OREGON STATE UNIVERSITY

Grant to help produce more science teachers

09/06/2000

CORVALLIS - A new three-year, $300,000 grant from the M.J. Murdock Charitable Trust will allow Oregon State University to more than double its output of science teachers in the next few years, helping to address a looming shortage of such teachers around Oregon.

The grant will support the hiring of several "master teachers" who have recently worked in the public school system to enhance the educational programs in the Department of Mathematics and Science Education in OSU's College of Science.

"There's a critical shortage of teachers for our public schools who are properly trained in both science and teaching science, and the Murdock Trust sees this as a serious concern for Oregon's future," said Margaret Niess, professor and director of Science and Mathematics Teacher Preparation. "Their generous grant will allow us to bring some of the finest science teachers in Oregon into our educational program and give our graduates an outstanding education."

Niess said her department anticipates the number of science teachers completing the science and mathematics teacher preparation program should increase from about 20 per year to almost 50 per year, most of them with a master's degree in science education. They will find jobs teaching science in grades three to 12 in Oregon schools, but work mostly in middle and high schools around the state, she said.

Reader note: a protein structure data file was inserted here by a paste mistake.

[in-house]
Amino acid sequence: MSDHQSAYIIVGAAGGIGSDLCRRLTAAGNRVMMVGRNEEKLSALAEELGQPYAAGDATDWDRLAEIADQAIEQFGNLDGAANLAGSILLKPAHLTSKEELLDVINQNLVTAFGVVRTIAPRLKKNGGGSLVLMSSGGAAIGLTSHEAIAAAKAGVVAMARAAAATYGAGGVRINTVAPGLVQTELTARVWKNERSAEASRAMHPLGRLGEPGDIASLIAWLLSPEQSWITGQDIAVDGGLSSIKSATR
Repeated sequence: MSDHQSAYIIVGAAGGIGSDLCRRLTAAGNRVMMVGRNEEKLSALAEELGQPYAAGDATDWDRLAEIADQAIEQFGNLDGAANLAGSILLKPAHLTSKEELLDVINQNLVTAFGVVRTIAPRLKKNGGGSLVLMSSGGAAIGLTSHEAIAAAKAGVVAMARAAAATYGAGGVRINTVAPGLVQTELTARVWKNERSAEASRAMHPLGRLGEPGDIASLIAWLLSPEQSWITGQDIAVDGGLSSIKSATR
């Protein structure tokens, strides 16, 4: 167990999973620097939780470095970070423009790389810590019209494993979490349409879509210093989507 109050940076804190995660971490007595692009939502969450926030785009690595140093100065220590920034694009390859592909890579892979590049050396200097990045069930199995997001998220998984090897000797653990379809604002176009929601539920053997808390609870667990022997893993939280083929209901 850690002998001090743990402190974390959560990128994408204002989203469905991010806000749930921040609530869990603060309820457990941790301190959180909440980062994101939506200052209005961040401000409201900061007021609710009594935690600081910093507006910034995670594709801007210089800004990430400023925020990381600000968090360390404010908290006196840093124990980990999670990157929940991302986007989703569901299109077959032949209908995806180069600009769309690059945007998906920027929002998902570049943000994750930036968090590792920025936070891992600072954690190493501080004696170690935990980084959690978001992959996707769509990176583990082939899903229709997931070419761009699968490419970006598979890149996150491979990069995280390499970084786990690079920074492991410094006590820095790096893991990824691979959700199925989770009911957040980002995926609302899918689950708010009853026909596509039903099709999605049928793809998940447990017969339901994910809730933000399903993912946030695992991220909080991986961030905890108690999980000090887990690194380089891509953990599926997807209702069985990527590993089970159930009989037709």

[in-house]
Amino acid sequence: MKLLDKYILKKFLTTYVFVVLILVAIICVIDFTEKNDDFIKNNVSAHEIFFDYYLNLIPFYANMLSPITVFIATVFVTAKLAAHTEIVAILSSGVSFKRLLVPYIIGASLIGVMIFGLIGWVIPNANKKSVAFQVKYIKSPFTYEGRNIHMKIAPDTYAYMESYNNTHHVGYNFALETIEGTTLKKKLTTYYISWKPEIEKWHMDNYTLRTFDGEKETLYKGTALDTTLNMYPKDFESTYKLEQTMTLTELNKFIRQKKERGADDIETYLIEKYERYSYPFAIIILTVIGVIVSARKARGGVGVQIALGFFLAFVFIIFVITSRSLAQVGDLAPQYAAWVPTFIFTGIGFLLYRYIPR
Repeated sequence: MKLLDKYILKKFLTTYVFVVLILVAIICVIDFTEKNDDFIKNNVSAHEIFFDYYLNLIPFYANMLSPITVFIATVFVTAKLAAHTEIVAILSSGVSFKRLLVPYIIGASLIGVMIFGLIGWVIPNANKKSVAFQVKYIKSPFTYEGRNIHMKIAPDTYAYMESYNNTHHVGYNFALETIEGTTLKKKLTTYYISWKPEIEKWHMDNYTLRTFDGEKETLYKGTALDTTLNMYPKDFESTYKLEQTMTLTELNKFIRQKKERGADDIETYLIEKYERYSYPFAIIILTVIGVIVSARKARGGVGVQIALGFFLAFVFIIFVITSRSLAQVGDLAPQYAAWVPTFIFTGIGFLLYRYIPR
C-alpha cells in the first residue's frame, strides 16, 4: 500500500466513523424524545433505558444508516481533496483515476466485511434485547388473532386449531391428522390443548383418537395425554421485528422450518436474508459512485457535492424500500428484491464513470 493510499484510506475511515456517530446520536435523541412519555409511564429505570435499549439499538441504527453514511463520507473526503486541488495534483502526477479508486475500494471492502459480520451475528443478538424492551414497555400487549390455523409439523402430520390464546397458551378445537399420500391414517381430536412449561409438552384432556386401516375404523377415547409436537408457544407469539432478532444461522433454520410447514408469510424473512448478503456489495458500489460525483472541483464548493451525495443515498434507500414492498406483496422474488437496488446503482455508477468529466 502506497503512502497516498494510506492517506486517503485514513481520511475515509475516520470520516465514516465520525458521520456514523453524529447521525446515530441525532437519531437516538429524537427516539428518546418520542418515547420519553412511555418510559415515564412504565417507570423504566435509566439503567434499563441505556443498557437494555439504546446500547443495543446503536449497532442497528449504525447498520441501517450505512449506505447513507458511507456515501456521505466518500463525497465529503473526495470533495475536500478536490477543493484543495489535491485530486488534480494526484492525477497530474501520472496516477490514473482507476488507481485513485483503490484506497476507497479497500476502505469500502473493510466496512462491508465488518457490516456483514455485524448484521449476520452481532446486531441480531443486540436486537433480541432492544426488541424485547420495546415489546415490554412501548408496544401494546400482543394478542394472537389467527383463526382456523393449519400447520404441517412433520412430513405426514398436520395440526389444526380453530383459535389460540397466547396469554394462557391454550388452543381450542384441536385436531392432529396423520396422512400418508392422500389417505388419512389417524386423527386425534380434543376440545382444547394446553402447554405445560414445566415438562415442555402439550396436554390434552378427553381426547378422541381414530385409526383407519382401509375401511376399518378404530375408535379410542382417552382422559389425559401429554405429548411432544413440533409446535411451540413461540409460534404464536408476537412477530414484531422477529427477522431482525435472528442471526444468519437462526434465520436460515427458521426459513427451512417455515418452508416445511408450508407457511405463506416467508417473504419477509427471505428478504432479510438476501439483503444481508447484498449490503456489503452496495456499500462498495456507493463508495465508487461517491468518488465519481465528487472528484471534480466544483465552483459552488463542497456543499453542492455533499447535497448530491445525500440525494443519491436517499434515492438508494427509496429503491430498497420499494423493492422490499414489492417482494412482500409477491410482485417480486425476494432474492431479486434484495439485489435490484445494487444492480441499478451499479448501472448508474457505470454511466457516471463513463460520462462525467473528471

The master teachers who will help boost the OSU educational efforts all will have at least 15 years of experience teaching science, Niess said, and recent public school teaching experience that will help OSU students gain insights into the current educational atmosphere of schools around the state. OSU students will gain special training in how to teach physics, chemistry, biology and integrated science.

OSU operates a "subject specific" science education program that is the only one of its type in the state, is highly successful and allows students to develop solid educational specialties in teaching science and mathematics that they can take into Oregon schools.

The first new master teachers will join OSU's educational programs this fall, Niess said.